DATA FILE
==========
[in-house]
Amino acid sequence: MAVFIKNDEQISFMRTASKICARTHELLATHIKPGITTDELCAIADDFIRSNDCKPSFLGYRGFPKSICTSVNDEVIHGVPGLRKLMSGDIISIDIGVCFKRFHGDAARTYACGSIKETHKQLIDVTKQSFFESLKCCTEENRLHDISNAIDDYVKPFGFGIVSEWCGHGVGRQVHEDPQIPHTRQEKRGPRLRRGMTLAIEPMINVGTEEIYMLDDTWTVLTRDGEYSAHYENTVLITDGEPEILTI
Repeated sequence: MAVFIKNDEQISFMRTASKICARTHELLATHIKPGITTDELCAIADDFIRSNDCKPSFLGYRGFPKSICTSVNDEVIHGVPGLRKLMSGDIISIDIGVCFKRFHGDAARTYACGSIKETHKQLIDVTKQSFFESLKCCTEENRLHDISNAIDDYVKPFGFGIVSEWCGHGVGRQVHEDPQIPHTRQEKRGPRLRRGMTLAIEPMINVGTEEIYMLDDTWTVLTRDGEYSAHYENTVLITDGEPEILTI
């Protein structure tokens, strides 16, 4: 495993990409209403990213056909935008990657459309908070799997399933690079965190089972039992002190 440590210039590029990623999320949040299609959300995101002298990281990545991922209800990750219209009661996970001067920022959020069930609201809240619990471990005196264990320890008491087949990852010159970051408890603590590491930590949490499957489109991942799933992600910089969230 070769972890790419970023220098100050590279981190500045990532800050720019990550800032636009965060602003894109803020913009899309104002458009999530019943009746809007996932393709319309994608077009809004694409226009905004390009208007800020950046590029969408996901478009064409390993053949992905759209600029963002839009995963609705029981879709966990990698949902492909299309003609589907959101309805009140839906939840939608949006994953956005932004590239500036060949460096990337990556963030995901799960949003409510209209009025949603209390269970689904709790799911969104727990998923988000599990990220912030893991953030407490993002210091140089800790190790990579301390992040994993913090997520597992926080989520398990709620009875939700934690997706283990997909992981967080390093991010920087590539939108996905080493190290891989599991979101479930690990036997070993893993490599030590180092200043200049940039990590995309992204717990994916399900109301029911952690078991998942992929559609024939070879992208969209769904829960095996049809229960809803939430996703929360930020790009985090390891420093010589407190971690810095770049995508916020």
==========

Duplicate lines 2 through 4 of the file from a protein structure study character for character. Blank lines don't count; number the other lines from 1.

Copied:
Amino acid sequence: MAVFIKNDEQISFMRTASKICARTHELLATHIKPGITTDELCAIADDFIRSNDCKPSFLGYRGFPKSICTSVNDEVIHGVPGLRKLMSGDIISIDIGVCFKRFHGDAARTYACGSIKETHKQLIDVTKQSFFESLKCCTEENRLHDISNAIDDYVKPFGFGIVSEWCGHGVGRQVHEDPQIPHTRQEKRGPRLRRGMTLAIEPMINVGTEEIYMLDDTWTVLTRDGEYSAHYENTVLITDGEPEILTI
Repeated sequence: MAVFIKNDEQISFMRTASKICARTHELLATHIKPGITTDELCAIADDFIRSNDCKPSFLGYRGFPKSICTSVNDEVIHGVPGLRKLMSGDIISIDIGVCFKRFHGDAARTYACGSIKETHKQLIDVTKQSFFESLKCCTEENRLHDISNAIDDYVKPFGFGIVSEWCGHGVGRQVHEDPQIPHTRQEKRGPRLRRGMTLAIEPMINVGTEEIYMLDDTWTVLTRDGEYSAHYENTVLITDGEPEILTI
């Protein structure tokens, strides 16, 4: 495993990409209403990213056909935008990657459309908070799997399933690079965190089972039992002190 440590210039590029990623999320949040299609959300995101002298990281990545991922209800990750219209009661996970001067920022959020069930609201809240619990471990005196264990320890008491087949990852010159970051408890603590590491930590949490499957489109991942799933992600910089969230 070769972890790419970023220098100050590279981190500045990532800050720019990550800032636009965060602003894109803020913009899309104002458009999530019943009746809007996932393709319309994608077009809004694409226009905004390009208007800020950046590029969408996901478009064409390993053949992905759209600029963002839009995963609705029981879709966990990698949902492909299309003609589907959101309805009140839906939840939608949006994953956005932004590239500036060949460096990337990556963030995901799960949003409510209209009025949603209390269970689904709790799911969104727990998923988000599990990220912030893991953030407490993002210091140089800790190790990579301390992040994993913090997520597992926080989520398990709620009875939700934690997706283990997909992981967080390093991010920087590539939108996905080493190290891989599991979101479930690990036997070993893993490599030590180092200043200049940039990590995309992204717990994916399900109301029911952690078991998942992929559609024939070879992208969209769904829960095996049809229960809803939430996703929360930020790009985090390891420093010589407190971690810095770049995508916020």